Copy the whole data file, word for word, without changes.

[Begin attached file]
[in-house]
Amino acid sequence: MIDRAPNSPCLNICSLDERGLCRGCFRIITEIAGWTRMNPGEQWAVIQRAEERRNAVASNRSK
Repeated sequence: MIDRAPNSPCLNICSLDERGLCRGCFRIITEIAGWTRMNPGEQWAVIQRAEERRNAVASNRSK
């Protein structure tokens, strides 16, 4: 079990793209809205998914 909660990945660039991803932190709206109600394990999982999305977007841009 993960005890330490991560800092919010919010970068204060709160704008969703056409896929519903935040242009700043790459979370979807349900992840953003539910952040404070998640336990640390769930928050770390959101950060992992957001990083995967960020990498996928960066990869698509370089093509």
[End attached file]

[in-house]
Amino acid sequence: MIDRAPNSPCLNICSLDERGLCRGCFRIITEIAGWTRMNPGEQWAVIQRAEERRNAVASNRSK
Repeated sequence: MIDRAPNSPCLNICSLDERGLCRGCFRIITEIAGWTRMNPGEQWAVIQRAEERRNAVASNRSK
């Protein structure tokens, strides 16, 4: 079990793209809205998914 909660990945660039991803932190709206109600394990999982999305977007841009 993960005890330490991560800092919010919010970068204060709160704008969703056409896929519903935040242009700043790459979370979807349900992840953003539910952040404070998640336990640390769930928050770390959101950060992992957001990083995967960020990498996928960066990869698509370089093509």